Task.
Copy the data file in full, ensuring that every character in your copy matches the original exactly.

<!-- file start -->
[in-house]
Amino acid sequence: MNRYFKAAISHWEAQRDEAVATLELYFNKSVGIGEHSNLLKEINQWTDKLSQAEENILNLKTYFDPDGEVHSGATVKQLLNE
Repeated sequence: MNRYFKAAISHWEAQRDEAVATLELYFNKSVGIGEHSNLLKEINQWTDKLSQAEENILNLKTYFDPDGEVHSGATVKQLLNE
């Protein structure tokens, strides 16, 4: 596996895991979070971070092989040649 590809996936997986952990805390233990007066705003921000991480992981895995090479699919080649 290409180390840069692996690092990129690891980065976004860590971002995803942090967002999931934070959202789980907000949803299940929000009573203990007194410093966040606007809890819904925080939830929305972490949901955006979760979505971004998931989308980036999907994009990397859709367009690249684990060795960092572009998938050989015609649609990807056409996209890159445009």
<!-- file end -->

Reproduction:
[in-house]
Amino acid sequence: MNRYFKAAISHWEAQRDEAVATLELYFNKSVGIGEHSNLLKEINQWTDKLSQAEENILNLKTYFDPDGEVHSGATVKQLLNE
Repeated sequence: MNRYFKAAISHWEAQRDEAVATLELYFNKSVGIGEHSNLLKEINQWTDKLSQAEENILNLKTYFDPDGEVHSGATVKQLLNE
């Protein structure tokens, strides 16, 4: 596996895991979070971070092989040649 590809996936997986952990805390233990007066705003921000991480992981895995090479699919080649 290409180390840069692996690092990129690891980065976004860590971002995803942090967002999931934070959202789980907000949803299940929000009573203990007194410093966040606007809890819904925080939830929305972490949901955006979760979505971004998931989308980036999907994009990397859709367009690249684990060795960092572009998938050989015609649609990807056409996209890159445009």